World Library  
Flag as Inappropriate
Email this Article

Shadow square

Article Id: WHEBN0023649689
Reproduction Date:

Title: Shadow square  
Author: World Heritage Encyclopedia
Language: English
Subject: Radio latino, Analog computers, Astronomy in medieval Islam, Al-Adami, Sibt al-Maridini
Publisher: World Heritage Encyclopedia

Shadow square

An astrolabe like the one pictured would commonly include a Shadow Box on the back.

The shadow square, also known as an altitude scale,[1] was an instrument used to determine the linear height of an object, in conjunction with the alidade, for angular observations. It was invented by Muhammad ibn Mūsā al-Khwārizmī in 9th-century Baghdad.[2] Shadow squares are often found on the backs of astrolabes.


The main use of a shadow square is to measure the linear height of an object using its shadow. It does so by simulating the ratio between an object, generally a gnomon, and its shadow.If the sun's ray is between 0 degrees and 45 degrees the umbra versa (Vertical axis) is used, between 45 degrees and 90 degrees the umbra recta (Horizontal axis) is used and when the sun's ray is at 45 degrees its shadow falls exactly on the umbra media (y=x) [3] It was used during the time of medieval astronomy to determine the height of, and to track the movement of celestial bodies such as the sun when more advanced measurement methods were not available. These methods can still be used today to determine the altitude, with reference to the horizon, of any visible celestial body.

A gnomon works as a tool to produce a shadow for measurement.


A gnomon is used along with a shadow box commonly. A gnomon is a stick placed vertically in a sunny place so that it casts a shadow that can be measured. By studying the shadow of the gnomon you can learn a lot of information about the motion of the sun. Gnomons were most likely independently discovered by many ancient civilizations, but it is known that they were used in the 5th century BC in Greece. Most likely for the measurement of the winter and summer solstices. "Herodotus says in his Histories written around 450 B.C., that the Greeks learned the use of the gnomon from the Babylonians.[4]


If your shadow is 4 feet long in your own feet, then what is the altitude of the sun? This problem can be solved through the use of the shadow box. The shadow box is divided in half, one half is calibrated by sixes the other by tens. Because it is a shadow cast by the human body the sixes are more convenient. By moving the alidade to the four (the same as your shadows length) and then reading the altitude scale you will see the sun is at an altitude of 56.3 degrees.[5]

The Shadow box can also be used with long shadows using a slightly modified method. If your shadow is 18 feet long, then what is the altitude of the sun? Using the sixes side of the shadow box (because we are using a human body as measurement). The longest shadow marked on a shadow box is six feet, this creates a problem any time the shadow is longer than the gnomon (you) that casts it. By performing a simple calculation, by figuring out how tall a gnomon would be if it cast a six foot shadow in the same situation. In this situation the gnomon would be only two feet tall, in order to cast a six foot shadow. If the shadow is longer than the gnomon, first turn the astrolabe upside down then set the alidade at two, the height of the projected gnomon, then read off the altitude from the altitude scale. It should read that the sun is at 19 degrees above the horizon.[6]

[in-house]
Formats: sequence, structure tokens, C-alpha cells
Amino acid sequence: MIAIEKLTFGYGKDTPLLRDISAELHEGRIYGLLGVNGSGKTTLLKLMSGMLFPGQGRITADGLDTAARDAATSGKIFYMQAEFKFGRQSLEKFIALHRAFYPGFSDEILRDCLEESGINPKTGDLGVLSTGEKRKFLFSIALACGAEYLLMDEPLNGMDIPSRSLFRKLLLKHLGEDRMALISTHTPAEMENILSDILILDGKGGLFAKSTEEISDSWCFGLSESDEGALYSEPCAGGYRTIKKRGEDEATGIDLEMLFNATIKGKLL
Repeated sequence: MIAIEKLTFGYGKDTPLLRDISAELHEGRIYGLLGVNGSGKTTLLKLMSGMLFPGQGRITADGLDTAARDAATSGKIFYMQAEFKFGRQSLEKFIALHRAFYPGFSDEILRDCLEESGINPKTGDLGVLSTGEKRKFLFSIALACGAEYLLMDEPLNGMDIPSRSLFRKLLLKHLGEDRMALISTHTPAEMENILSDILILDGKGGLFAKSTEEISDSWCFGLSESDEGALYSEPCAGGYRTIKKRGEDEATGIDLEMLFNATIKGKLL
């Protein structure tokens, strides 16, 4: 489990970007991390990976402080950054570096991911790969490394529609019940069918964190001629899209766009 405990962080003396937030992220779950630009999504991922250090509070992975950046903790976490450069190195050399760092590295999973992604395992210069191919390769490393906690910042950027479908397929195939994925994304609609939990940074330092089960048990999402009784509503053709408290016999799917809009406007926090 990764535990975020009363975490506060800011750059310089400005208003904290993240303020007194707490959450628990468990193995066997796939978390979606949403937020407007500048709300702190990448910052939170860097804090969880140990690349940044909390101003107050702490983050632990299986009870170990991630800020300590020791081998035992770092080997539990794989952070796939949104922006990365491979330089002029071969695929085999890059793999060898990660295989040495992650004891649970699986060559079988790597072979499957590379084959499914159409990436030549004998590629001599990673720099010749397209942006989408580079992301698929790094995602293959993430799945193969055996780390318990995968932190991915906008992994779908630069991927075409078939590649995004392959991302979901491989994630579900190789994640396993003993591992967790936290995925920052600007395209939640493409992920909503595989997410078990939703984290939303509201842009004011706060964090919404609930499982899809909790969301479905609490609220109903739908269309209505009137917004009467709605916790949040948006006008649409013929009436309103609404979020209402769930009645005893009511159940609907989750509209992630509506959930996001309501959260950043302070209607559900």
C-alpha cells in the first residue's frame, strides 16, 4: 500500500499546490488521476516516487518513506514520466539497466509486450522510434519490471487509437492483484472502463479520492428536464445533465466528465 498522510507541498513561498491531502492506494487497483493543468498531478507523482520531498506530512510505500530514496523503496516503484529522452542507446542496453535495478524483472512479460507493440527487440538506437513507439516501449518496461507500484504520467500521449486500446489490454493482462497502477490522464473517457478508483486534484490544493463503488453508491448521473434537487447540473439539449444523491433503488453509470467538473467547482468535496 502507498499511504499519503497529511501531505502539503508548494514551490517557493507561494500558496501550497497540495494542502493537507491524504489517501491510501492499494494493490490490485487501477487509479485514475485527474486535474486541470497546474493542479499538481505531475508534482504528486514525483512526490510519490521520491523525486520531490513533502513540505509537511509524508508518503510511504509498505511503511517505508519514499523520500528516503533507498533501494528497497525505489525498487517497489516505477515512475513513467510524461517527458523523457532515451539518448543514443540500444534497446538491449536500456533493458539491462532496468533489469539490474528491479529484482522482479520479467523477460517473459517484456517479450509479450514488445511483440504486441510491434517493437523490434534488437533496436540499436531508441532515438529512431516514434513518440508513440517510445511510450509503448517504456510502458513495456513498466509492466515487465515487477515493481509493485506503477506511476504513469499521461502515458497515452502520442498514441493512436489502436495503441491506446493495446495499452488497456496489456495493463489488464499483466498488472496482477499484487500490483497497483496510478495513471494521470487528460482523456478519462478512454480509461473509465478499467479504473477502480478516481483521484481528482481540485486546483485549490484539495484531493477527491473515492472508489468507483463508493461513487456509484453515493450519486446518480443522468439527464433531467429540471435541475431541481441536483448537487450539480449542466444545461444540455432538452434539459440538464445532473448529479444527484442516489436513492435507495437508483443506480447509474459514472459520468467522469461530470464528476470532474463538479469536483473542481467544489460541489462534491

1. ^ "Shadow Square". Retrieved 2009-07-18. 
  2. ^ King, David A. (2002). "A Vetustissimus Arabic Text on the Quadrans Vetus".  
  3. ^ "Shadow Square". Museo Galilieo. Retrieved March 12, 2014. 
  4. ^ Evans, James (1998). The history and Practice of Ancient Astronomy. Oxford: Oxford University Press. p. 27.  
  5. ^ Evans, James (1998). The history and Practice of Ancient Astronomy. Oxford: Oxford University Press. p. 149.  
  6. ^ Evans, James (1998). The history and Practice of Ancient Astronomy. Oxford: Oxford University Press. p. 149.  
This article was sourced from Creative Commons Attribution-ShareAlike License; additional terms may apply. World Heritage Encyclopedia content is assembled from numerous content providers, Open Access Publishing, and in compliance with The Fair Access to Science and Technology Research Act (FASTR), Wikimedia Foundation, Inc., Public Library of Science, The Encyclopedia of Life, Open Book Publishers (OBP), PubMed, U.S. National Library of Medicine, National Center for Biotechnology Information, U.S. National Library of Medicine, National Institutes of Health (NIH), U.S. Department of Health & Human Services, and, which sources content from all federal, state, local, tribal, and territorial government publication portals (.gov, .mil, .edu). Funding for and content contributors is made possible from the U.S. Congress, E-Government Act of 2002.
Crowd sourced content that is contributed to World Heritage Encyclopedia is peer reviewed and edited by our editorial staff to ensure quality scholarly research articles.
By using this site, you agree to the Terms of Use and Privacy Policy. World Heritage Encyclopedia™ is a registered trademark of the World Public Library Association, a non-profit organization.

Copyright © World Library Foundation. All rights reserved. eBooks from World eBook Library are sponsored by the World Library Foundation,
a 501c(4) Member's Support Non-Profit Organization, and is NOT affiliated with any governmental agency or department.